In recent columns, I've discussed options for TV-transmitting antennas. This month, I'll look at the other end of the path – outdoor TV-receiving antennas. I'll describe desirable attributes for DTV reception, look at some of the types of antennas available and tell you how you can build a simple UHF receiving antenna.
(click thumbnail)Consumer VHF/UHF TV Antenna
As with transmitting antennas, the main characteristics of receiving antennas are pattern, gain/directionality, bandwidth/VSWR and size. Before DTV, gain – and to a lesser extent, bandwidth – were the key specifications. In 2002, antenna VSWR and pattern are equally important – if not the most important – specifications.
FCC OET-69 interference-free coverage is based on the use of a directional receive antenna. DTV viewers are assumed to have an antenna with a gain of 4 dB at Channels 2 to 6, 6 dB at Channels 7 to 13, and 10 dB at Channels 14 to 69. To squeeze in more channels, front-to-back ratios for receive antennas were also specified. For analog TV, a front-to-back ratio of 6 dB is used for Channels 2 to 69. For DTV, much higher ratios are required – 10 dB for Channels 2 to 6, 12 dB for Channels 7 to 13, and 14 dB for Channels 14 to 69.
In determining how well an antenna will work with DTV signals, VSWR has to be considered. The Association of Federal Communications Consulting Engineers (AFCCE), in its Consolidated Opposition to Petitions for Reconsideration to the FCC's Sixth Report and Order on Advanced Television Systems, noted "The effective noise figure, the noise figure subject to a typical mismatch between the receive antenna and the receiver's input, is higher by at least 3 dB for a VSWR of 2:1. VSWR as high as 5:1 can be expected in practical installations."
The AFCCE concluded that the DTV receiver's noise figure would have to be better than 4 dB when a 7 dB noise figure is used as the basis for determining coverage.
In addition to the signal loss associated with a high antenna VSWR, group delay will also be affected. The effect on the signal-to-noise ratio or error vector magnitude is the same on the receive side as on the transmitter side.
Fortunately, if a low-noise amplifier (LNA) is mounted at the antenna, the impact of antenna VSWR is greatly reduced. The output of the LNA should provide a good match for the coax lead-in and a low VSWR at the tuner.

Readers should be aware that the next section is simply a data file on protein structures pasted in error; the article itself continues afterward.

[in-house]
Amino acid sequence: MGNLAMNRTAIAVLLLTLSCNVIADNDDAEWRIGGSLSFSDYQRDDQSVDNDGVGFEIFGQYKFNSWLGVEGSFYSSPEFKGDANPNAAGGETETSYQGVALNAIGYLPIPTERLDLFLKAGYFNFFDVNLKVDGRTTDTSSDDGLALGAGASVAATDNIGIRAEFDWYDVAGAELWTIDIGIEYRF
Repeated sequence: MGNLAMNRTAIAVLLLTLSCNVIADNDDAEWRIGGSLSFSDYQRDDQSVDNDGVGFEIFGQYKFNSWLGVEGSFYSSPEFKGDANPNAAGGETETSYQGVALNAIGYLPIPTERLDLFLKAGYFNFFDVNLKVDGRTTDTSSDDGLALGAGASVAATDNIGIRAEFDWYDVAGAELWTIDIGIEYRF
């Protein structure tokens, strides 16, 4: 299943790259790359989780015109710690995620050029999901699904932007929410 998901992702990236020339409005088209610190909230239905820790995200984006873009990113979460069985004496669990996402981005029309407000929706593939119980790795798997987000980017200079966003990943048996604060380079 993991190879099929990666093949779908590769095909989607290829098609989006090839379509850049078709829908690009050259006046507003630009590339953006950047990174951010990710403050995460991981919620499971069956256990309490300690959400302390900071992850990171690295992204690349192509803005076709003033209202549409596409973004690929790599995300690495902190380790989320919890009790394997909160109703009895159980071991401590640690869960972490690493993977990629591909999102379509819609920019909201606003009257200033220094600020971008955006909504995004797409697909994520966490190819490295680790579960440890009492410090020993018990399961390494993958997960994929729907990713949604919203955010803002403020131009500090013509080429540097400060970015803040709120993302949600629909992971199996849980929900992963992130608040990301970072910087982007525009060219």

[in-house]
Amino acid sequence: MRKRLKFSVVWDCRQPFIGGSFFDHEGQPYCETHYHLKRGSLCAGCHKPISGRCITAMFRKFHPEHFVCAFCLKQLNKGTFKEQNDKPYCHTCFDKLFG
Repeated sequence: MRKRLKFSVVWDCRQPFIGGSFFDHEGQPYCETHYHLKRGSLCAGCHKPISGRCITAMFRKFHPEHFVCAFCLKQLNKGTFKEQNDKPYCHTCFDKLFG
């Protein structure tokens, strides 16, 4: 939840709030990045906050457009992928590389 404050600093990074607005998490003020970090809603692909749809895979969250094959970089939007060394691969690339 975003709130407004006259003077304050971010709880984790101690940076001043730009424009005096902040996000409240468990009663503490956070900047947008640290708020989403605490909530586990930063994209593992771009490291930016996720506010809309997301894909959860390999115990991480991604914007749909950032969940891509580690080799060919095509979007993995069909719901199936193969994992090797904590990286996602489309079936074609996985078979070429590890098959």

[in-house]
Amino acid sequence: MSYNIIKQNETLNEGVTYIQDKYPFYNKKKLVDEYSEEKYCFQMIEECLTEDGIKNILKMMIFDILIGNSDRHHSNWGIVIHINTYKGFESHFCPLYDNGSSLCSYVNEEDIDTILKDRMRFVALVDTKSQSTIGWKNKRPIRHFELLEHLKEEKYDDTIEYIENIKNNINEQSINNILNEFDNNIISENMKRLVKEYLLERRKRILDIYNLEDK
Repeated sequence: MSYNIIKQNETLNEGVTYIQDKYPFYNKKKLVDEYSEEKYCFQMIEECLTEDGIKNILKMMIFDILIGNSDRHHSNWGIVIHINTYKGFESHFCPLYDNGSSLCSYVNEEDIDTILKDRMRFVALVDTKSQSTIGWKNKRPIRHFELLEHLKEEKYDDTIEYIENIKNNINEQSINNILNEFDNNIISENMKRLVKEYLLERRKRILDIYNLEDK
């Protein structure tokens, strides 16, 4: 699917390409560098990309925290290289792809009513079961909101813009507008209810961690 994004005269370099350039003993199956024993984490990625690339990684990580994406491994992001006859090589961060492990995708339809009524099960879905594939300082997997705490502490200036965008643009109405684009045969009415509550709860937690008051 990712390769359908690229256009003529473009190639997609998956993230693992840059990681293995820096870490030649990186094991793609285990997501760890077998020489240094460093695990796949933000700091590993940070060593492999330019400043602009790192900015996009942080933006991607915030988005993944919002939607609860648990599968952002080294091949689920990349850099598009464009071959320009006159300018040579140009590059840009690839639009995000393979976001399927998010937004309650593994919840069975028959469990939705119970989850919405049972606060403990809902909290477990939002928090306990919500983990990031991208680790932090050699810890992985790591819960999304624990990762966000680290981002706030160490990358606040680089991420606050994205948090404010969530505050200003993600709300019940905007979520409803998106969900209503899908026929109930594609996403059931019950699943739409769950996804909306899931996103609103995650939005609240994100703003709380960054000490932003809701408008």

There are several ways to cover the span from 54 to 216 MHz. Log-period antennas perform well over frequency ranges larger than this while maintaining a low VSWR. However, gain is low relative to boom length required, and the feed system is complex.
Did you ever look at an outdoor TV antenna and wonder why it was built that way? VHF TV antenna design is a challenge, since antennas have to operate from 54 to 88 MHz (a 1.6:1 range) and 174 to 216 MHz (a 1.2:1 range) – a total range of 4:1!
A half wavelength dipole at Channel 2 (54 MHz) will be 9.1 feet long. At Channel 13 (210 MHz), the dipole is only 2.3 feet long. Although it isn't practical to use one dipole to cover the entire 54 to 216 MHz range, dipoles also work well at odd harmonics of their half wavelength resonant frequency. A dipole antenna that covers 54 to 88 MHz should also work from 164 to 264 MHz.
Some consumer antennas take advantage of the 3-to-1 relationship between the low VHF and high VHF bands. Antennas that depend on this harmonic relationship are swept forward. The reason is that above resonance, the dipole pattern starts to change from a figure 8 – with lobes perpendicular to the dipole – to one that looks more like a four-leaf clover.
Bending the dipole elements forward reduces the beam splitting in the direction the elements are swept. Other tricks to improve the pattern include adding "whiskers" to each element about a quarter wavelength from the feed point.
The picture shows a common low-gain urban VHF/UHF antenna. Each of the dipole elements is driven, giving the antenna a better front-to-side ratio than would be possible if parasitic elements were used and – if the dipoles are tapered – improves the bandwidth.
"Thicker" dipole elements (or an array of elements) would also provide a wider bandwidth. Many antennas use interlaced high-band and low-band VHF elements. The driven element can be a series of swept dipoles described above with interleaved parasitic elements for each band.
How do these VHF antennas compare with planning factors used to determine DTV coverage? At least for textbook designs, it isn't too difficult to obtain the correct gain and front-to-back ratio. VWSR, however, is another issue.
As noted by the AFCCE, VSWR of up to 5:1 can be expected. UHF-receive antenna designs tend to be much simpler, because they only need to cover 470 to 806 MHz, a 1.7:1 range. When UHF TV moves to the core channels, the range will drop to 470 to 698 MHz (1.5:1).
A popular design of the past used four stacked dipole-driven elements in front of a screen. As at VHF, well-crafted log-periodic designs provide excellent performance across the UHF band. The gain versus boom length is not as much of an issue at UHF.
Another antenna well-suited to the UHF TV frequency range is the V or rhombic antenna. These are easy to construct, but their size makes them impractical for most consumer uses. For this discussion, it helps to know that a half wavelength at 470 MHz (Channel 14) is 12.6 inches and at 806 MHz (Channel 69), 7.3 inches.